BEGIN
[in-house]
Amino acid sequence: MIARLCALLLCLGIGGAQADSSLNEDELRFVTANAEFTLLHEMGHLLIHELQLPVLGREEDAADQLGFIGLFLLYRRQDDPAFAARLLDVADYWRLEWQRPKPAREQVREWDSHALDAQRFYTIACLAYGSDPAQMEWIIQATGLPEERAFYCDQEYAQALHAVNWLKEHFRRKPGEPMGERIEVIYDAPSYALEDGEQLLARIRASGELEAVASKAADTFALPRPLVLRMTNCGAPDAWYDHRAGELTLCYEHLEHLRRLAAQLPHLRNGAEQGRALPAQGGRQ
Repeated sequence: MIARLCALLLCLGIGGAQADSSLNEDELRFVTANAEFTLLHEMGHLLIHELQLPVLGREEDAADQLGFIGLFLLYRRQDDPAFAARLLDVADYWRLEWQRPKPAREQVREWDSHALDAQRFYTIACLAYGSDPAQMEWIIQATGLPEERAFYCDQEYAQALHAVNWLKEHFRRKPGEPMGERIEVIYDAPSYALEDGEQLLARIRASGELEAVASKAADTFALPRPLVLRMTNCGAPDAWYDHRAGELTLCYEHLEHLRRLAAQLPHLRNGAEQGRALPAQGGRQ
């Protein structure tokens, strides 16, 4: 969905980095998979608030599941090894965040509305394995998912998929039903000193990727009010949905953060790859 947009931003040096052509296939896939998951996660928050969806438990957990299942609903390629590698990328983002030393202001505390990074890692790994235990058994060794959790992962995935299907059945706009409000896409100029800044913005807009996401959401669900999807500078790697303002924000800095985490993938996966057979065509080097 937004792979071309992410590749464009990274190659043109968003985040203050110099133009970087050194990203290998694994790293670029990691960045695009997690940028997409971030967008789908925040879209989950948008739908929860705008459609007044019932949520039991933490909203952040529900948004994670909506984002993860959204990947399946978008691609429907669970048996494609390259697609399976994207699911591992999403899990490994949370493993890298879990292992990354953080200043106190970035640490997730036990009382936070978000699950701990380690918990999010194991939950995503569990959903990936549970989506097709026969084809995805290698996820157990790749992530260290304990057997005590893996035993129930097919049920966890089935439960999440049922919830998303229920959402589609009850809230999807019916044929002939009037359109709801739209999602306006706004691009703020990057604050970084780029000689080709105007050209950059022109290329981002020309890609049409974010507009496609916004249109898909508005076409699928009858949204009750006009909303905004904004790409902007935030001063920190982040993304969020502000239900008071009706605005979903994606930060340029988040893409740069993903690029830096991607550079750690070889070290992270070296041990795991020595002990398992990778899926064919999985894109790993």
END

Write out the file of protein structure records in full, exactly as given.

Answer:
[in-house]
Amino acid sequence: MIARLCALLLCLGIGGAQADSSLNEDELRFVTANAEFTLLHEMGHLLIHELQLPVLGREEDAADQLGFIGLFLLYRRQDDPAFAARLLDVADYWRLEWQRPKPAREQVREWDSHALDAQRFYTIACLAYGSDPAQMEWIIQATGLPEERAFYCDQEYAQALHAVNWLKEHFRRKPGEPMGERIEVIYDAPSYALEDGEQLLARIRASGELEAVASKAADTFALPRPLVLRMTNCGAPDAWYDHRAGELTLCYEHLEHLRRLAAQLPHLRNGAEQGRALPAQGGRQ
Repeated sequence: MIARLCALLLCLGIGGAQADSSLNEDELRFVTANAEFTLLHEMGHLLIHELQLPVLGREEDAADQLGFIGLFLLYRRQDDPAFAARLLDVADYWRLEWQRPKPAREQVREWDSHALDAQRFYTIACLAYGSDPAQMEWIIQATGLPEERAFYCDQEYAQALHAVNWLKEHFRRKPGEPMGERIEVIYDAPSYALEDGEQLLARIRASGELEAVASKAADTFALPRPLVLRMTNCGAPDAWYDHRAGELTLCYEHLEHLRRLAAQLPHLRNGAEQGRALPAQGGRQ
């Protein structure tokens, strides 16, 4: 969905980095998979608030599941090894965040509305394995998912998929039903000193990727009010949905953060790859 947009931003040096052509296939896939998951996660928050969806438990957990299942609903390629590698990328983002030393202001505390990074890692790994235990058994060794959790992962995935299907059945706009409000896409100029800044913005807009996401959401669900999807500078790697303002924000800095985490993938996966057979065509080097 937004792979071309992410590749464009990274190659043109968003985040203050110099133009970087050194990203290998694994790293670029990691960045695009997690940028997409971030967008789908925040879209989950948008739908929860705008459609007044019932949520039991933490909203952040529900948004994670909506984002993860959204990947399946978008691609429907669970048996494609390259697609399976994207699911591992999403899990490994949370493993890298879990292992990354953080200043106190970035640490997730036990009382936070978000699950701990380690918990999010194991939950995503569990959903990936549970989506097709026969084809995805290698996820157990790749992530260290304990057997005590893996035993129930097919049920966890089935439960999440049922919830998303229920959402589609009850809230999807019916044929002939009037359109709801739209999602306006706004691009703020990057604050970084780029000689080709105007050209950059022109290329981002020309890609049409974010507009496609916004249109898909508005076409699928009858949204009750006009909303905004904004790409902007935030001063920190982040993304969020502000239900008071009706605005979903994606930060340029988040893409740069993903690029830096991607550079750690070889070290992270070296041990795991020595002990398992990778899926064919999985894109790993």